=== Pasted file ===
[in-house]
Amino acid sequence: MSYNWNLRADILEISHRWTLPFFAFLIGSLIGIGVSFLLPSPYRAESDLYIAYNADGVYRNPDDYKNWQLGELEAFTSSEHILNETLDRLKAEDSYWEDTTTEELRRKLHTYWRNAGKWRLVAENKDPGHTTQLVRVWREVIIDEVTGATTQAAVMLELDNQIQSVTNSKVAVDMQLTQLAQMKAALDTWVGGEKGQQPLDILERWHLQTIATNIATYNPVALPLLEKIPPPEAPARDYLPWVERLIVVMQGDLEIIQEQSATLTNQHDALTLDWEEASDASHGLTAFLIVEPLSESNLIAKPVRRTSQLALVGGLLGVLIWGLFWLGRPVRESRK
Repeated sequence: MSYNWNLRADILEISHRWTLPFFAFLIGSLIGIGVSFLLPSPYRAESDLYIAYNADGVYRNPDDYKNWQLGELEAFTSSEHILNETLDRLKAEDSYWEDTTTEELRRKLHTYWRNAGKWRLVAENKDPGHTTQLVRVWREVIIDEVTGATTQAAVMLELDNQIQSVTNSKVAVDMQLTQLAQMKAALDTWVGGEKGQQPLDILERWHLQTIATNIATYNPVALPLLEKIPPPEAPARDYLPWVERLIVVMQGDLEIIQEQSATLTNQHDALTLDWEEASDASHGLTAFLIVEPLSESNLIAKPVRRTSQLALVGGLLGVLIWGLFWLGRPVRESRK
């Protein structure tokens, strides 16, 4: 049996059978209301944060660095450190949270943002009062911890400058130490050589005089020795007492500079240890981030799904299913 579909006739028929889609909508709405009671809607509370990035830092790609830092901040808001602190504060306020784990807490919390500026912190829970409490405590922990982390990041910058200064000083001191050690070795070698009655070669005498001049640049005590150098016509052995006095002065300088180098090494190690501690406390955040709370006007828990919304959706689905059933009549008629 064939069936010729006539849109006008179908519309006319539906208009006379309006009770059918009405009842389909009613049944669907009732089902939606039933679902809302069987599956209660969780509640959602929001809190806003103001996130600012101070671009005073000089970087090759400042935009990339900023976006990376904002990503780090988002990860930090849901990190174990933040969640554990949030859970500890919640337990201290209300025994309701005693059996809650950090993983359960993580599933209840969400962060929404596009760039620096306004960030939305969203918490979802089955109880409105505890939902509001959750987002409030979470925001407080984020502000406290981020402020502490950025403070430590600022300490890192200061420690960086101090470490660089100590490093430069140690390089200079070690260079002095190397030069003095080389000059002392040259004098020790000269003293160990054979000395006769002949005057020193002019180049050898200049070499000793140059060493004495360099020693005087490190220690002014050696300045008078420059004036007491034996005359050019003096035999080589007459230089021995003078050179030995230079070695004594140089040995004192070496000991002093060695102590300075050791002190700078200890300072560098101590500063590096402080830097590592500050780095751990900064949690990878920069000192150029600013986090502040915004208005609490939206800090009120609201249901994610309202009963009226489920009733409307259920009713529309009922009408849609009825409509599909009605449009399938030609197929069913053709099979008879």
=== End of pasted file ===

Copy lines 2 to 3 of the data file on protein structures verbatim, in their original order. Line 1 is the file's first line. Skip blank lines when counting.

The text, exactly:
Amino acid sequence: MSYNWNLRADILEISHRWTLPFFAFLIGSLIGIGVSFLLPSPYRAESDLYIAYNADGVYRNPDDYKNWQLGELEAFTSSEHILNETLDRLKAEDSYWEDTTTEELRRKLHTYWRNAGKWRLVAENKDPGHTTQLVRVWREVIIDEVTGATTQAAVMLELDNQIQSVTNSKVAVDMQLTQLAQMKAALDTWVGGEKGQQPLDILERWHLQTIATNIATYNPVALPLLEKIPPPEAPARDYLPWVERLIVVMQGDLEIIQEQSATLTNQHDALTLDWEEASDASHGLTAFLIVEPLSESNLIAKPVRRTSQLALVGGLLGVLIWGLFWLGRPVRESRK
Repeated sequence: MSYNWNLRADILEISHRWTLPFFAFLIGSLIGIGVSFLLPSPYRAESDLYIAYNADGVYRNPDDYKNWQLGELEAFTSSEHILNETLDRLKAEDSYWEDTTTEELRRKLHTYWRNAGKWRLVAENKDPGHTTQLVRVWREVIIDEVTGATTQAAVMLELDNQIQSVTNSKVAVDMQLTQLAQMKAALDTWVGGEKGQQPLDILERWHLQTIATNIATYNPVALPLLEKIPPPEAPARDYLPWVERLIVVMQGDLEIIQEQSATLTNQHDALTLDWEEASDASHGLTAFLIVEPLSESNLIAKPVRRTSQLALVGGLLGVLIWGLFWLGRPVRESRK